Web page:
Borrowing and part ownership

Many clients will need to borrow in order to purchase their chosen property outright and the majority of pension providers will allow this but not all and some will have specific restrictions above and beyond HM Revenue and Customs rules. It is important to remember that it is possible to borrow up to 50% of the net value of the fund and that is only tested at the point the borrowing is put in place and not again unless further borrowing is required. This protected the borrowing from becoming unauthorised even if other assets drop in value.

If there still isn’t enough in the fund to buy the property outright, then subject to the agreement of the pension provider it is possible to purchase it jointly with another pension, individual or company. This can be accomplished in many different ways from a trust structure to just having both entities on the title deed. The rental income will need to be apportioned across the relevant parties to the purchase in accordance with the percentage owned so there are no unauthorised payment charges.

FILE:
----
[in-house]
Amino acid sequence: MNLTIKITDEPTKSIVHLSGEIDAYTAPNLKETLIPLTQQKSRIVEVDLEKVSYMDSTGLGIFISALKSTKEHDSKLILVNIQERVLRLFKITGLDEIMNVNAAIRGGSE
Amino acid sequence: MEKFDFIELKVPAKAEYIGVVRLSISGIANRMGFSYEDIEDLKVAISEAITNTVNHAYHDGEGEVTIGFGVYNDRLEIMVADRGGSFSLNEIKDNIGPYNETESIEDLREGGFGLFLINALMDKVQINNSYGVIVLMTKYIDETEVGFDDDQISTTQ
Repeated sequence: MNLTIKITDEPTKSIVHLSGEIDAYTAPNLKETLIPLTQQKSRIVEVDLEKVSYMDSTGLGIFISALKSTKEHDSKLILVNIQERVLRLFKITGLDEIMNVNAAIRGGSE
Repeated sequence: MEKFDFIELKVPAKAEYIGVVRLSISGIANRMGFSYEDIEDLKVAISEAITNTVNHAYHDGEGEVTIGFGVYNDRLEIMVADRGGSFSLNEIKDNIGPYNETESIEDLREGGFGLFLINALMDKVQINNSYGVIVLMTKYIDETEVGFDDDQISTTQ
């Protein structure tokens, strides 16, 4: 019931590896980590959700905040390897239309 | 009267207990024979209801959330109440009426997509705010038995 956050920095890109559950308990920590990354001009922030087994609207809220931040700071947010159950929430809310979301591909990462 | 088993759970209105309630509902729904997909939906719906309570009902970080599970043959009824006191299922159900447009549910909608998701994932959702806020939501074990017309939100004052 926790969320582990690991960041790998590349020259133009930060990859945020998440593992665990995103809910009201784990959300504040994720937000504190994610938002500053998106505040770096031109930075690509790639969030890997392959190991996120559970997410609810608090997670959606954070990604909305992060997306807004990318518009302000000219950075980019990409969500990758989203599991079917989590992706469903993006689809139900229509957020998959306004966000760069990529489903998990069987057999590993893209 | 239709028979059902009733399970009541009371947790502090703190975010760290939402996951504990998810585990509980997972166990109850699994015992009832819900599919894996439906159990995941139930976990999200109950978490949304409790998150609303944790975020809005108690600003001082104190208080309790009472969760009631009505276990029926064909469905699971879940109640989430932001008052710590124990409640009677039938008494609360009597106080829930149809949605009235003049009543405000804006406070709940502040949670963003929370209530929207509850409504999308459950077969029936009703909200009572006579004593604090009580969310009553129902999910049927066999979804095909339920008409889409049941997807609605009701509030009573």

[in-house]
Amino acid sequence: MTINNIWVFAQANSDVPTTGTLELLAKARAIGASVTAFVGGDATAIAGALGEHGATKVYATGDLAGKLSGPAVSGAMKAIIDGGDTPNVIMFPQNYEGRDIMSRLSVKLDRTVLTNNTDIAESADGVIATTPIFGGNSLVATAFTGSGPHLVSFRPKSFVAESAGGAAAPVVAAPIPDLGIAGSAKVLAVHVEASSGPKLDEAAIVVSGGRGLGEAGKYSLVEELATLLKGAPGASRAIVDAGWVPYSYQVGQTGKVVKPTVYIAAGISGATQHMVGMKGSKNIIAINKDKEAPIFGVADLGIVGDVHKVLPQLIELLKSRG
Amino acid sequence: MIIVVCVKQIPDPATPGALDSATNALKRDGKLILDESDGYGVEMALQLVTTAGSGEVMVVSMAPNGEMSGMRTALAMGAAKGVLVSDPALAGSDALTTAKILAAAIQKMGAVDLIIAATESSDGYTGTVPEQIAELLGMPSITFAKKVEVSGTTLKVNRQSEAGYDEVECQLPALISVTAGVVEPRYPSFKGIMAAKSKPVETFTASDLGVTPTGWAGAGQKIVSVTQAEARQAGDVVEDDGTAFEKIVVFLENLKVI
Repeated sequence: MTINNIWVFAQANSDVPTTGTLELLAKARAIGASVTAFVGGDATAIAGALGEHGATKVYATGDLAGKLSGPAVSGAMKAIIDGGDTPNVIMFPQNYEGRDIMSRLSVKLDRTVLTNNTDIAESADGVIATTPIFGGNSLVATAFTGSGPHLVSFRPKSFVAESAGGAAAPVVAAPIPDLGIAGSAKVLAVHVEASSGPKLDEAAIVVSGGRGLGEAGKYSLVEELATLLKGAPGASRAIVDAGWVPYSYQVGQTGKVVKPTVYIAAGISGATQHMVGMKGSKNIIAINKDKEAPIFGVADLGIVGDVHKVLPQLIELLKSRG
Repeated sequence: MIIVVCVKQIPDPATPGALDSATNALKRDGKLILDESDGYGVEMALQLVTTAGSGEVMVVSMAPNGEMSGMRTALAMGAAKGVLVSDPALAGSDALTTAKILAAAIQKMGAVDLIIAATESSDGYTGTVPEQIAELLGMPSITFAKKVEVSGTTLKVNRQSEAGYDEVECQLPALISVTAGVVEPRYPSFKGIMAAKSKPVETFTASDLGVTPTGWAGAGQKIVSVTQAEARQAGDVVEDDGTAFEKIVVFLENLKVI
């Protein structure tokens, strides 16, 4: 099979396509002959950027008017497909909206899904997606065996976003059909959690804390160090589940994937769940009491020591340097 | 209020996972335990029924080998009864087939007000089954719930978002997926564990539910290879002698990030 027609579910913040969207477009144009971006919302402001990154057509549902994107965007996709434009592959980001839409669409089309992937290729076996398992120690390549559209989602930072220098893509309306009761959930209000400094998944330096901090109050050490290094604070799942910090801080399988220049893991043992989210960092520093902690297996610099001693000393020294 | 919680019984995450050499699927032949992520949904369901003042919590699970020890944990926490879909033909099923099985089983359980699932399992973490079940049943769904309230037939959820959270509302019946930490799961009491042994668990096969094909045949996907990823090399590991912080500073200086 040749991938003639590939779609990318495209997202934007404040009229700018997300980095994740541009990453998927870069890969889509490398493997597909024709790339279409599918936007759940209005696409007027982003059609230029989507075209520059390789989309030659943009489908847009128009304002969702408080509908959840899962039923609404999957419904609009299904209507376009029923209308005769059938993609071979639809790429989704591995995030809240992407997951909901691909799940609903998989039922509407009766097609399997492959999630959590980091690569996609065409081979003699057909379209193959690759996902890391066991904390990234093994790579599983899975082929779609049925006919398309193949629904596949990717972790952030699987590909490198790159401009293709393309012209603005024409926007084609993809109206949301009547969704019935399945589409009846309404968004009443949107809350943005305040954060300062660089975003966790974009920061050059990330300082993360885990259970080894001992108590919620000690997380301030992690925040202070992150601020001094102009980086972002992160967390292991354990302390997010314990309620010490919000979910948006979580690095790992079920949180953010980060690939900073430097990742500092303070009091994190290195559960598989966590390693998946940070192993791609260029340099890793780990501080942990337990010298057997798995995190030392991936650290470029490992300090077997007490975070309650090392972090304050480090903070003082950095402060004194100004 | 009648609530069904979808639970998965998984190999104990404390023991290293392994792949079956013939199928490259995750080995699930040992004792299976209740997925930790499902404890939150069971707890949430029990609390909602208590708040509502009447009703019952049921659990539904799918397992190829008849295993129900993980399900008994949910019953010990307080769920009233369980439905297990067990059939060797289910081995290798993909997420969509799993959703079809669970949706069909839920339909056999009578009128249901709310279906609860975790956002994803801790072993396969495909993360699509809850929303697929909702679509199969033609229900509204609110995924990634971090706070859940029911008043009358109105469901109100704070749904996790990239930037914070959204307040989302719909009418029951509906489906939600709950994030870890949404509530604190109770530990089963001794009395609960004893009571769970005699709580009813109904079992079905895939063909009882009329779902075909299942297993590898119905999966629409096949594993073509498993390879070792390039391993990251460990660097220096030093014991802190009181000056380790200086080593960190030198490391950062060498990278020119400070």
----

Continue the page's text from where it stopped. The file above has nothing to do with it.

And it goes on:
The changes to stamp duty land tax and the volatility of the stock market makes commercial property ever more appealing to pension investors. If providers are kept in the loop when investigating commercial property purchase it can make the whole process a lot easier and quicker in the long run. Working with providers, solicitors and lenders that understand the pension regime again will simplify the purchase and save advisers’ and clients’ time and effort in the long run.